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 veryhotthread  Author  Topic: Stuff & Nonsense  (Read 112975 times)
WingsofCrystal
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« Reply #4725 on: Aug 4th, 2011, 11:17am »

Tech Crunch

Japanese Service Lets You Stick Your Head On A Doll’s Body

4 August 2011
by John Biggs

Danny Choo (http://www.dannychoo.com/post/en/26119/Human+Cloning+in+Japan.html)

culture hound based in Tokyo, visited a service called CloneFactory (http://www.dannychoo.com/clickout.php?url=http%3A%2F%2Fclonefactory.co.jp%2F)

where he had his head scanned, printed, and stuck onto the body of a Storm Trooper.

The service uses multiple DSLRs to take snapshots of your head, render it in 3D, and then print it out in plaster using a 3D printer. Hair, make-up, and coloring are added and then your head is stuck on a little plastic doll. You can then take said doll home and, I presume, stare at it until it starts to move.

The service costs 138,000 yen and is popular with new brides who want to capture their hairstyle and make-up in miniature before the big day. The heads are so detailed that they’re scary and I suppose there is some possibility for misuse if your doll falls into the wrong hands.

http://techcrunch.com/2011/08/04/japanese-service-lets-you-stick-your-head-on-a-dolls-body/

Crystal

edit to add: photos after the jump on the links above in the body of the article
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« Reply #4726 on: Aug 4th, 2011, 2:02pm »

.
This is the view I have when I jog.


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Looking south at Birch Bay.
A neighbor put this statue in their back yard.




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Bruce in his tree overlooking Birch Bay. The tree sits behind this home and hangs over the cliff.



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Birch Bay and the Sound



Crystal

« Last Edit: Aug 4th, 2011, 2:33pm by WingsofCrystal » User IP Logged

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« Reply #4727 on: Aug 4th, 2011, 8:25pm »

shocked

Washed up in Stanwood Washington.








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« Reply #4728 on: Aug 5th, 2011, 07:41am »

New York Times

August 4, 2011
Disapproval Rate for Congress at Record 82% After Debt Talks
By MICHAEL COOPER and MEGAN THEE-BRENAN

The debate over raising the debt ceiling, which brought the nation to the brink of default, has sent disapproval of Congress to its highest level on record and left most Americans saying that creating jobs should now take priority over cutting spending, according to the latest New York Times/CBS News Poll.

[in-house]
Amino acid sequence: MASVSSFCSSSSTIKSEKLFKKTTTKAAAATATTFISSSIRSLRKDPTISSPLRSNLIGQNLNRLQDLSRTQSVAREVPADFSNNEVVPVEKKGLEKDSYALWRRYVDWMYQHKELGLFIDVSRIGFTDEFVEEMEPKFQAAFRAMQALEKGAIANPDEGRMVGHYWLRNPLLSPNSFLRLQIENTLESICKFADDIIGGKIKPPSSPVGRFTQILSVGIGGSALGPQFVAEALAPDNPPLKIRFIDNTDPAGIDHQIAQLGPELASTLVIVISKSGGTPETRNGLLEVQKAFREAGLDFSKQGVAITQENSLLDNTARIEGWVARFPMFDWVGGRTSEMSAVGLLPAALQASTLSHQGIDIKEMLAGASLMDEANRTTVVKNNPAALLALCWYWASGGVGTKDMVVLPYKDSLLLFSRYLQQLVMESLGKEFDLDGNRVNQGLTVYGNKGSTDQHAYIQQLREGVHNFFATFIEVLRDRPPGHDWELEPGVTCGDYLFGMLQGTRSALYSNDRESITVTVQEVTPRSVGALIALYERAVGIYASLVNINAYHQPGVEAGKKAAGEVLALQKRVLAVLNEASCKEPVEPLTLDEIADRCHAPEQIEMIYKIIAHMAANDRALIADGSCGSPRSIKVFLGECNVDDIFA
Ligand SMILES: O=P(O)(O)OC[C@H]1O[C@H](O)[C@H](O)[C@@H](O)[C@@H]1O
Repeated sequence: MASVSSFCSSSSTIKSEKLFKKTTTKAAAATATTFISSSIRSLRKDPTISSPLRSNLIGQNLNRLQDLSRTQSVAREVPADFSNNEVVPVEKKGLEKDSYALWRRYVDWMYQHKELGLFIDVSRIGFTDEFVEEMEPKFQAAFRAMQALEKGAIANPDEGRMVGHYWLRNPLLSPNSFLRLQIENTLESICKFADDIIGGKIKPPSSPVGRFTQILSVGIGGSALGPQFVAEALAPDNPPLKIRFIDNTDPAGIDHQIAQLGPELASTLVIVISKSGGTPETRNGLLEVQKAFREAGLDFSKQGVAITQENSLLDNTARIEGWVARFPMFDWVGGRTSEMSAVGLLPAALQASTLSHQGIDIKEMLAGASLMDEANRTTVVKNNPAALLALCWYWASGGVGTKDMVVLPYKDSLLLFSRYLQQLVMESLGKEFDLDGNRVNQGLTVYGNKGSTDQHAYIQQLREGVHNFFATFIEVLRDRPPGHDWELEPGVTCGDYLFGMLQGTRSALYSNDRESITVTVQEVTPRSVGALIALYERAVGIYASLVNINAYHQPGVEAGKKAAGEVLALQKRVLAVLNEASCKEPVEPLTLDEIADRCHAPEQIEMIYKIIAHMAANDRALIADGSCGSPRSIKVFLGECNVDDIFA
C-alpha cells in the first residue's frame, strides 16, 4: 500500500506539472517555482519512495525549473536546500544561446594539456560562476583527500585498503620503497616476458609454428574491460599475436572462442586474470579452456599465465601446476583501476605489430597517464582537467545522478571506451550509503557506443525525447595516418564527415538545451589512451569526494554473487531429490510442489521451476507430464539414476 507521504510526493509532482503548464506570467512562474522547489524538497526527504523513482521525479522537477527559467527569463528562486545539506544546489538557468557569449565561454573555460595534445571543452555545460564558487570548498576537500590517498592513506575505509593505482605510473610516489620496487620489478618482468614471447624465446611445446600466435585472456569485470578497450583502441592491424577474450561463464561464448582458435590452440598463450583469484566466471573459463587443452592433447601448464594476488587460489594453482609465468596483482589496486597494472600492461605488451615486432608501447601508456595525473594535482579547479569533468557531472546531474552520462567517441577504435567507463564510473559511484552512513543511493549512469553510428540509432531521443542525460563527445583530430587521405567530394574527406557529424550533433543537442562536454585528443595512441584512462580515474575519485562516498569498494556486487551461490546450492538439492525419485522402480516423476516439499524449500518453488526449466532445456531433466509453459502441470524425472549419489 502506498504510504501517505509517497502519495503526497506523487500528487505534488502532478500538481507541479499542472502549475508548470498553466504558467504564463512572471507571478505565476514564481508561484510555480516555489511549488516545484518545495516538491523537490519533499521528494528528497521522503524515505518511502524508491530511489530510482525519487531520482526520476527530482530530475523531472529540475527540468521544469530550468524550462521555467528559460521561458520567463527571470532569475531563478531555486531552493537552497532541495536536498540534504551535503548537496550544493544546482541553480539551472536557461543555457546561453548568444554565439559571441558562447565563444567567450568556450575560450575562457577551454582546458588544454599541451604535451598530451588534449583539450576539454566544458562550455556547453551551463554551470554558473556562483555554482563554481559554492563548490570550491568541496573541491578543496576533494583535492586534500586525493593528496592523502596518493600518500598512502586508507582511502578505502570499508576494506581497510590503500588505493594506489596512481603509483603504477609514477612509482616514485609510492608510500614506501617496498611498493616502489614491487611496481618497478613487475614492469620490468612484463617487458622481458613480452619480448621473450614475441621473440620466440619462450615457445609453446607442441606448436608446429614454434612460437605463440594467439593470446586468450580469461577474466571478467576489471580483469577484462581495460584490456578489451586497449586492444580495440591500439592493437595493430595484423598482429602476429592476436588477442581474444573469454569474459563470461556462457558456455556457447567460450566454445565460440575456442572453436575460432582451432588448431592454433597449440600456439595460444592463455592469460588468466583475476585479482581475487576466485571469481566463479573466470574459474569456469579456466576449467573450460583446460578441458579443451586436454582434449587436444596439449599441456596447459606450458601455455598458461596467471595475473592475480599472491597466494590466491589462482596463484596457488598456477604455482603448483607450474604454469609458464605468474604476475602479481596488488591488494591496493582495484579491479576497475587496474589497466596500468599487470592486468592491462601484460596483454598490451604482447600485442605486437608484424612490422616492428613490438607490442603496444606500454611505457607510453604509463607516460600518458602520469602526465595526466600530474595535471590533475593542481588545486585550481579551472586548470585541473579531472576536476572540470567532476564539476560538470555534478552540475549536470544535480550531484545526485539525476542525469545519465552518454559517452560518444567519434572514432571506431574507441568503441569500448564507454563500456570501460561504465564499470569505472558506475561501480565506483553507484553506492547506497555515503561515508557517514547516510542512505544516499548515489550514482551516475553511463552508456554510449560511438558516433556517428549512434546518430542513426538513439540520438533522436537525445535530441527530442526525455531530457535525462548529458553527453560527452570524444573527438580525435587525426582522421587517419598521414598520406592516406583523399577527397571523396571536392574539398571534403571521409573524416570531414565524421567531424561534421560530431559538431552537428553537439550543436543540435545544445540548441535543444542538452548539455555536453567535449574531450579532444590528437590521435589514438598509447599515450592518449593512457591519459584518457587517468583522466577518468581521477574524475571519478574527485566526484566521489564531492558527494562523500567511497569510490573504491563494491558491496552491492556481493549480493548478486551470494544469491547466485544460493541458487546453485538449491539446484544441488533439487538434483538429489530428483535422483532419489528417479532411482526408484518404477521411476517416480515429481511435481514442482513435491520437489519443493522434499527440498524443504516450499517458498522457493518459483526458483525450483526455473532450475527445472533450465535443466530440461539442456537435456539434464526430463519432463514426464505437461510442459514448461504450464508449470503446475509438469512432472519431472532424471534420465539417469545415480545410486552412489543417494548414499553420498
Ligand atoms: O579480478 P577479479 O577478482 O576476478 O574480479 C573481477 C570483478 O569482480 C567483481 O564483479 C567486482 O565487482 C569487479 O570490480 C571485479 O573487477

A record 82 percent of Americans now disapprove of the way Congress is handling its job — the most since The Times first began asking the question in 1977, and even more than after another political stalemate led to a shutdown of the federal government in 1995.

More than four out of five people surveyed said that the recent debt-ceiling debate was more about gaining political advantage than about doing what is best for the country. Nearly three-quarters said that the debate had harmed the image of the United States in the world.

Republicans in Congress shoulder more of the blame for the difficulties in reaching a debt-ceiling agreement than President Obama and the Democrats, the poll found.

The Republicans compromised too little, a majority of those polled said. All told, 72 percent disapproved of the way Republicans in Congress handled the negotiations, while 66 percent disapproved of the way Democrats in Congress handled negotiations.

The public was more evenly divided about how Mr. Obama handled the debt ceiling negotiations: 47 percent disapproved and 46 percent approved.

The public’s opinion of the Tea Party movement has soured in the wake of the debt-ceiling debate. The Tea Party is now viewed unfavorably by 40 percent of the public and favorably by just 20 percent, according to the poll. In mid-April 29 percent of those polled viewed the movement unfavorably, while 26 percent viewed it favorably. And 43 percent of Americans now think the Tea Party has too much influence on the Republican Party, up from 27 percent in mid-April.

“I’m real disappointed in Congress,” Ron Raggio, 54, a florist from Vicksburg, Miss., said in a follow-up interview. “They can’t sit down and agree about what’s best for America. It’s all politics.”